Vincent Duceau’s documentary on the Köln Concert promises to be a captivating exploration of the creative process, intertwining two distinct narratives that complement each other throughout the film. Speaking to the structure of the film, Duceau explained that the narrative principle will be that of double narration, weaving together the story of the concert itself and his own investigation to understand what made this evening a mythical moment in the history of jazz.

The Film’s Director of Photography and cinematographer Arnaud Nouvel stated: “Vincent is the driving force of this story, but we still needed to narrate and illustrate it. But the question is how to do that? It’s important to understand that nothing of about the story behind this concert, apart from the audio recording, is officially documented and known to this day!” He continued: “It felt like a dead end. It became evident that we had to move mountains and open the doors of the past one by one, with all the complexity that entails. Now fifty years later, we have to begin our story. The one that each of us has in a corner of our mind: the dream or desire for an extraordinary, somewhat crazy project that becomes visceral and drives us. It’s this madness that convinced me to follow this friend, the 7-year-old kid who’s now forty-something from the central region (In France – Ed) for whom, the filming of this project makes his dream become reality.”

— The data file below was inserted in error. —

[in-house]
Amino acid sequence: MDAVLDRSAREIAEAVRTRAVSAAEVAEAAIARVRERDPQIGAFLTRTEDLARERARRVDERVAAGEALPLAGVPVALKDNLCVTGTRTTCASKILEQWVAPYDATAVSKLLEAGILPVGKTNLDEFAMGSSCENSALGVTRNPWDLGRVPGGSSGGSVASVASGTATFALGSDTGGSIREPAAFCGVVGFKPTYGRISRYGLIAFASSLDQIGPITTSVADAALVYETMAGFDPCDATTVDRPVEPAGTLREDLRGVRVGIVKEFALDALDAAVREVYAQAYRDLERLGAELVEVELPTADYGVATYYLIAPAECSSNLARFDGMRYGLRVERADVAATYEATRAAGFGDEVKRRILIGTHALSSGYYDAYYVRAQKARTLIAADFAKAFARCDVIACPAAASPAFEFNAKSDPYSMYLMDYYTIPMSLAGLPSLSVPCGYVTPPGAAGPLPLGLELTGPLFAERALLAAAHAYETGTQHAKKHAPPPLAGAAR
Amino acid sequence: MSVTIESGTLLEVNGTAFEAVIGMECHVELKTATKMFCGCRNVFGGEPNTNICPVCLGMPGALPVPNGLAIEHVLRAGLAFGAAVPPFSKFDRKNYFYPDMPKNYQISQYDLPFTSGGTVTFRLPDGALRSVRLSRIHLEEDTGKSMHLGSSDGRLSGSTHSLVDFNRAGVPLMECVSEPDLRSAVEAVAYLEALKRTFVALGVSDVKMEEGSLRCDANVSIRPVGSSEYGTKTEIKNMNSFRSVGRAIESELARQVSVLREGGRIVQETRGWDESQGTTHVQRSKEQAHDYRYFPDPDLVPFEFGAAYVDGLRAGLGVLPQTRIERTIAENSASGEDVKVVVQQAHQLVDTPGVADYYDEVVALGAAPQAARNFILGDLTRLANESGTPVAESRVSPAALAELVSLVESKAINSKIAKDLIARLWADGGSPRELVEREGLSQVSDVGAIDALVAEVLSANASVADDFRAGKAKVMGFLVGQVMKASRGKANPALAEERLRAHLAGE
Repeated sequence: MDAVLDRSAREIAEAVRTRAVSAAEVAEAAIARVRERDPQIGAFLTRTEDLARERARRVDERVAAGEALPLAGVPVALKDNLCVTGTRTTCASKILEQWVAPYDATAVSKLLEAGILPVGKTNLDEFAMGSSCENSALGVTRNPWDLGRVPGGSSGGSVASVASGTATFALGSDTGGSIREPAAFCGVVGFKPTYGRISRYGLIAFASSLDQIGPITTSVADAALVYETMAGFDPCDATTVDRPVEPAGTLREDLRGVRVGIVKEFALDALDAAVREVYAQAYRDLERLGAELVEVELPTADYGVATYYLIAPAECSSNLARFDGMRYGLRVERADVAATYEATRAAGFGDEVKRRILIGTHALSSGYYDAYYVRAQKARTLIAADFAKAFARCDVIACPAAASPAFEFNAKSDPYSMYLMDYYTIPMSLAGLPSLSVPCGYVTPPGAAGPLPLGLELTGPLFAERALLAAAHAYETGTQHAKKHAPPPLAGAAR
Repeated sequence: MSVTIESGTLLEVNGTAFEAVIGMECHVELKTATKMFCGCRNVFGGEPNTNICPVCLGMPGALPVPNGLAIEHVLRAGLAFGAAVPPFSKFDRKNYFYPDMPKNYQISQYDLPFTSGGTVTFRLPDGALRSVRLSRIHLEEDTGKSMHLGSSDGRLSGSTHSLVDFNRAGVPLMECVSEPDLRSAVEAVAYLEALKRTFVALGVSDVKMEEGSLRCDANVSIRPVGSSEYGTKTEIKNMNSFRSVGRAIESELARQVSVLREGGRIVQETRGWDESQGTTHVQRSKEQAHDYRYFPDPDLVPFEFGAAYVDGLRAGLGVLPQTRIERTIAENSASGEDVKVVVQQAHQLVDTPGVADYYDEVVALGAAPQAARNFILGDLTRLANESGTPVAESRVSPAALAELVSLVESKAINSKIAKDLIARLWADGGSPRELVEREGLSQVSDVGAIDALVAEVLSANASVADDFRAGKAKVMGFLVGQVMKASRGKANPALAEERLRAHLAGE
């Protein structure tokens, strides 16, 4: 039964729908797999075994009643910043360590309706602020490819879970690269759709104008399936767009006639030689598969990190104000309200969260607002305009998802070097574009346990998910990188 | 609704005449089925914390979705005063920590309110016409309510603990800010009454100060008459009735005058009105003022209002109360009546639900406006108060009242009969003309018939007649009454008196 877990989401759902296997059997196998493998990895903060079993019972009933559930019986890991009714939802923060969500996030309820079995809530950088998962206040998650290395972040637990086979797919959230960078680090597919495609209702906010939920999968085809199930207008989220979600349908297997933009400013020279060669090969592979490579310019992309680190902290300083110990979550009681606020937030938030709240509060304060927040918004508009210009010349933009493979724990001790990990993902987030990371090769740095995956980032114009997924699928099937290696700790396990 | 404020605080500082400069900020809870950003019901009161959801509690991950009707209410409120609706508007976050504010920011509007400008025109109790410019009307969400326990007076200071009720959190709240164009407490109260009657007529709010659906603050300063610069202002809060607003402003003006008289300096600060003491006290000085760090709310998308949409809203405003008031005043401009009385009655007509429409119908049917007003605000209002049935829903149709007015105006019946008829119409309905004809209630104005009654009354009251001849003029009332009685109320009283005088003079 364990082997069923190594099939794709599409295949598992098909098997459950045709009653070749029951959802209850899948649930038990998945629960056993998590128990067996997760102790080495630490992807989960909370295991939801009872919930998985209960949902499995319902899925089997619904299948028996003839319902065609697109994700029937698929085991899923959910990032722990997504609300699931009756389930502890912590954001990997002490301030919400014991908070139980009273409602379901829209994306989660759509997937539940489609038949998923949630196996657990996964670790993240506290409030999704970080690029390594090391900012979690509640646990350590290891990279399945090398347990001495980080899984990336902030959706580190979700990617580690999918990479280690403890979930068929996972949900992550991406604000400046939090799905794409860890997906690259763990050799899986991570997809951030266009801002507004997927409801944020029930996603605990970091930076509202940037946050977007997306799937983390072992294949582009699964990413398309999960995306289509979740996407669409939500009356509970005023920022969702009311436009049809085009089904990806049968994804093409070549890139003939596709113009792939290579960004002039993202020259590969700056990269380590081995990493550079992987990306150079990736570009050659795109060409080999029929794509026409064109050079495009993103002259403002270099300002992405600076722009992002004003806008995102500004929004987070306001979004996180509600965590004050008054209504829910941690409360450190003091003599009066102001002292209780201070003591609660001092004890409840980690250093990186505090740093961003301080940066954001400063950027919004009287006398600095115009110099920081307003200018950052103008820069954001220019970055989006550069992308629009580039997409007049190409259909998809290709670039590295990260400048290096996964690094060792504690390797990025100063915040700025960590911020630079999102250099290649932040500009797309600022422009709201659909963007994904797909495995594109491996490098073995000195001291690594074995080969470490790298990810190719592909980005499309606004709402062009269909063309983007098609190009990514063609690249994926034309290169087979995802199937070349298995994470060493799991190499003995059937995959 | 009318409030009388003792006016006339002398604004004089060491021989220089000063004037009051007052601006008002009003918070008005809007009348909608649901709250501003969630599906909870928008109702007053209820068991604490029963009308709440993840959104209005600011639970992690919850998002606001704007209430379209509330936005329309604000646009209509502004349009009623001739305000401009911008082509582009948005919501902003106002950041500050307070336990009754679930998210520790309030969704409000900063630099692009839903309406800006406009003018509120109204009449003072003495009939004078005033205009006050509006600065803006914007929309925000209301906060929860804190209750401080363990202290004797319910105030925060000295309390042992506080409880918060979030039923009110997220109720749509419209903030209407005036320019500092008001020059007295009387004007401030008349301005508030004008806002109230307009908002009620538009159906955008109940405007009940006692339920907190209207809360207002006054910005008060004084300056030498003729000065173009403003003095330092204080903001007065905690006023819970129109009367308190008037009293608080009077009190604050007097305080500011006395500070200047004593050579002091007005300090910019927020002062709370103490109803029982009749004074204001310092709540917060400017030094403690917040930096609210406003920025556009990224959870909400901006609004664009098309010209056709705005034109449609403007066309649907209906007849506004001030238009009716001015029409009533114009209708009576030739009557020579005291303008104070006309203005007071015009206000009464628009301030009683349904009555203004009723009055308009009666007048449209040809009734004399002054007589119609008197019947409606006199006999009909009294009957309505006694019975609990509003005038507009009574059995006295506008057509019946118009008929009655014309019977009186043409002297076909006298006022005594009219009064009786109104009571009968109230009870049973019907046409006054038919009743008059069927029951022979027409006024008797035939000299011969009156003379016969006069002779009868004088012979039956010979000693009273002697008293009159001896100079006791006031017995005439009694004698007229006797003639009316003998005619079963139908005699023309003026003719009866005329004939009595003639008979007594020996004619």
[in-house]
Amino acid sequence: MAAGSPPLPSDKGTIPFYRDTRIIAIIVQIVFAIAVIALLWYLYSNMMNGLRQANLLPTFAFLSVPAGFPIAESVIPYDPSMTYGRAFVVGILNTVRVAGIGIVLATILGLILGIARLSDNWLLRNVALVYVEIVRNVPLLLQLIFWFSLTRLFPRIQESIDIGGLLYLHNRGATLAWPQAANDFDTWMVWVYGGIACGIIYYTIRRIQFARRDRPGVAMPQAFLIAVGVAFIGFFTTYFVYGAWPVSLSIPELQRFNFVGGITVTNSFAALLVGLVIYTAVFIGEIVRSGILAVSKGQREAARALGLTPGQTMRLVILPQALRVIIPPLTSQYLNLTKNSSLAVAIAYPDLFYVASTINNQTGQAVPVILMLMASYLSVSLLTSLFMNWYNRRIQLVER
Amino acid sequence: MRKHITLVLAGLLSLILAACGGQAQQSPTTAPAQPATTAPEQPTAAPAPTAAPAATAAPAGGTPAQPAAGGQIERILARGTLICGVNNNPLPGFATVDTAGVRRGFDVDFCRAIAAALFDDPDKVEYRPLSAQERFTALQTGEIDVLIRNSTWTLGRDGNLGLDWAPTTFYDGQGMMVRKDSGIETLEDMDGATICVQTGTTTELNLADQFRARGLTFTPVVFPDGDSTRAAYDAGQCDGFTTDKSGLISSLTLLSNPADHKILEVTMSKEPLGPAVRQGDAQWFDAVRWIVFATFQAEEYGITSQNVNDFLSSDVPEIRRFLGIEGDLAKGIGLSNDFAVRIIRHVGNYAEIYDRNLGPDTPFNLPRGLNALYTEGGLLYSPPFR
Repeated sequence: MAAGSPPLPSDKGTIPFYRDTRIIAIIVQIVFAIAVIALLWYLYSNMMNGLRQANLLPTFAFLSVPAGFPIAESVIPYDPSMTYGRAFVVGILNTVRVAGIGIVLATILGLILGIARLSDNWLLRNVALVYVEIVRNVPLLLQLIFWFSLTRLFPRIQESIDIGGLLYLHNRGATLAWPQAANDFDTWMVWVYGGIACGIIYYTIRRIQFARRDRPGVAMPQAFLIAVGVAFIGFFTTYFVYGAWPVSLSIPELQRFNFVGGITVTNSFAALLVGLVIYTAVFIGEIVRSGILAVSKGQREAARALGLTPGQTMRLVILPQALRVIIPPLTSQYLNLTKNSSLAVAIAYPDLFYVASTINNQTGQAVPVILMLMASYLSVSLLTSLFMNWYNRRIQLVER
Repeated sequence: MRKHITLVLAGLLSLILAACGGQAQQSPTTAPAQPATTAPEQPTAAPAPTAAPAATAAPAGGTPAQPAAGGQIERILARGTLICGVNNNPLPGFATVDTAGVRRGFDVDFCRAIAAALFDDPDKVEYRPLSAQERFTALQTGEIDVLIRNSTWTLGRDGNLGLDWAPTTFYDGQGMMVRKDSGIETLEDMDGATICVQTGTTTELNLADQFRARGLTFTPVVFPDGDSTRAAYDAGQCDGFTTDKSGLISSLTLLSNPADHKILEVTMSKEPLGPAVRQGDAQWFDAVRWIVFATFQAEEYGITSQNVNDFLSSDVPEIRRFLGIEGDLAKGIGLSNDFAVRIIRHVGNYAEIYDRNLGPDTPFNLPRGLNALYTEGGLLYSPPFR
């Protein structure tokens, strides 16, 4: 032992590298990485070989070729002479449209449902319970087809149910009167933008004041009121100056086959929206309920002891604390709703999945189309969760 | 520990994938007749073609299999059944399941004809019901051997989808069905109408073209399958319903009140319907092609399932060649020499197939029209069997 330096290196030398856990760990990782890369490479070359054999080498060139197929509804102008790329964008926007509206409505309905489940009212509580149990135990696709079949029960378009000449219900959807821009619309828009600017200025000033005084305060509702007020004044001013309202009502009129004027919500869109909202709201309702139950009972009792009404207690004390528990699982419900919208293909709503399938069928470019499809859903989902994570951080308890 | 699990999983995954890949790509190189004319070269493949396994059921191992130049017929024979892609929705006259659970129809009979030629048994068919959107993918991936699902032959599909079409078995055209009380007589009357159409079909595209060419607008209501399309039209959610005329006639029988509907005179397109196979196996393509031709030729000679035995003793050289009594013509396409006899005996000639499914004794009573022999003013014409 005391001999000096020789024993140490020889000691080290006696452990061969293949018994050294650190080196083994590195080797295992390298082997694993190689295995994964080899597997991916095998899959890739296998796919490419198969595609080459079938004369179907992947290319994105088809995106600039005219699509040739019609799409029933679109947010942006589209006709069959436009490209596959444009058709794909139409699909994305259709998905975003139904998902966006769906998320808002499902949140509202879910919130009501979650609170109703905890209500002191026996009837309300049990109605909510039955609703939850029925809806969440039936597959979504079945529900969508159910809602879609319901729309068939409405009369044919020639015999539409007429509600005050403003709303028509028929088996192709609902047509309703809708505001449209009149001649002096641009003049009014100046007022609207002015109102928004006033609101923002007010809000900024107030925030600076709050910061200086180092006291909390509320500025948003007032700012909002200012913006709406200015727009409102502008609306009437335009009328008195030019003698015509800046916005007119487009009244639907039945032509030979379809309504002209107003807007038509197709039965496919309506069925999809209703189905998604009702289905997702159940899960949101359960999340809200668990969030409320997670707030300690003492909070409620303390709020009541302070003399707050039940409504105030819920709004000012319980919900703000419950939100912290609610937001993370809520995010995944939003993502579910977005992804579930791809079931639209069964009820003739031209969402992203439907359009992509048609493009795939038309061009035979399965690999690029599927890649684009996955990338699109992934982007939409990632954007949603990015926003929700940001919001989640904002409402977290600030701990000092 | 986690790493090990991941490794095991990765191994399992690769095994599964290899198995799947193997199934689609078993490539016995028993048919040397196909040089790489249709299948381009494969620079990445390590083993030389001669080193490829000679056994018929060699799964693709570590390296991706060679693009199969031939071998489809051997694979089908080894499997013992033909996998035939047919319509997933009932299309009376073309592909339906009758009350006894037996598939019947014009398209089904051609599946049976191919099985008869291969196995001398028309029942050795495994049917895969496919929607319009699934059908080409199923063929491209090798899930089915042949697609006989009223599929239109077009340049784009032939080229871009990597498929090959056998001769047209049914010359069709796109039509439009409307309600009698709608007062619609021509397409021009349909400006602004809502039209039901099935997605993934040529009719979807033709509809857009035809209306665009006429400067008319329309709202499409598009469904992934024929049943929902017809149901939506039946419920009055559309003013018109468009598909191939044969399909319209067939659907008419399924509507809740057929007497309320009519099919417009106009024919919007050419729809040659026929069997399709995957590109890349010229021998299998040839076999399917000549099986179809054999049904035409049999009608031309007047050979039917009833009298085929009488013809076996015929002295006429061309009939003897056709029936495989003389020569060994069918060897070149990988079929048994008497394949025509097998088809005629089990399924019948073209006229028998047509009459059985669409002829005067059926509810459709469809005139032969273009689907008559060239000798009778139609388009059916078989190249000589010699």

Through the lens of Vera Brandes, the organizer of the Köln Concert, the film will transport viewers back to that legendary evening, hour by hour, as if they were present at the incredible experience. Brandes recounts in great detail the events of that night, revealing its best-kept secrets and offering an intimate glimpse into the behind-the-scenes drama.